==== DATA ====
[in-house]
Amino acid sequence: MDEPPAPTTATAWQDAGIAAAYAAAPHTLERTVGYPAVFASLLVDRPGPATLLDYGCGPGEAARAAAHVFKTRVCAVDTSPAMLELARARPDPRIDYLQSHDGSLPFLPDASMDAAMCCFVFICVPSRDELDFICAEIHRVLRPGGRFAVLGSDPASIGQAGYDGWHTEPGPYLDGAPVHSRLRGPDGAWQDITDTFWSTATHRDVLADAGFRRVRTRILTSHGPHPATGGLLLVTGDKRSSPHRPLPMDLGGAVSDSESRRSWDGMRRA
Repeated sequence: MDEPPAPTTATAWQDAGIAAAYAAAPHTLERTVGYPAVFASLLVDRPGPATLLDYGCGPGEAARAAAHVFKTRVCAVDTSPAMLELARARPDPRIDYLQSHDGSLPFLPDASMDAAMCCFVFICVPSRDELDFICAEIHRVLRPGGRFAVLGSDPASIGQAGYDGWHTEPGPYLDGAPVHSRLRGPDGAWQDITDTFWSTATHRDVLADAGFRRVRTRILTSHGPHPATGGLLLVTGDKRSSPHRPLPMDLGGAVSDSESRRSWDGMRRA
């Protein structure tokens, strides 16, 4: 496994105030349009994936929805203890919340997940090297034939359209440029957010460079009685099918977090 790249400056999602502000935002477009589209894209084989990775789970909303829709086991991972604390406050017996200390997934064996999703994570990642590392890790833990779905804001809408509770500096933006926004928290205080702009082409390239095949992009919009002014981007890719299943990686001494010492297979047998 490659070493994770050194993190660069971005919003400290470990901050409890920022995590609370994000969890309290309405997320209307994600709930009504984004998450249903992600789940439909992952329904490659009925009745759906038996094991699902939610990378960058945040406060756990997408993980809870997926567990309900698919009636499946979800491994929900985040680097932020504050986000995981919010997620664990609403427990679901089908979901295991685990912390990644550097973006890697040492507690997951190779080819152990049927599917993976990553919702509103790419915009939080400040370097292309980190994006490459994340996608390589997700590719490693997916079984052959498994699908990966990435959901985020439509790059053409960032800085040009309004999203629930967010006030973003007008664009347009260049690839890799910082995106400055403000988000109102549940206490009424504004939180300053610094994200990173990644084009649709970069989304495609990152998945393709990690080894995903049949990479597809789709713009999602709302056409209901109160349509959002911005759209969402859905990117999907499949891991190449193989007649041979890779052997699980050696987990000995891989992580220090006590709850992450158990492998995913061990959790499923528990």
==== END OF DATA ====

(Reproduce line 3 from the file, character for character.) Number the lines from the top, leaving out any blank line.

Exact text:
Repeated sequence: MDEPPAPTTATAWQDAGIAAAYAAAPHTLERTVGYPAVFASLLVDRPGPATLLDYGCGPGEAARAAAHVFKTRVCAVDTSPAMLELARARPDPRIDYLQSHDGSLPFLPDASMDAAMCCFVFICVPSRDELDFICAEIHRVLRPGGRFAVLGSDPASIGQAGYDGWHTEPGPYLDGAPVHSRLRGPDGAWQDITDTFWSTATHRDVLADAGFRRVRTRILTSHGPHPATGGLLLVTGDKRSSPHRPLPMDLGGAVSDSESRRSWDGMRRA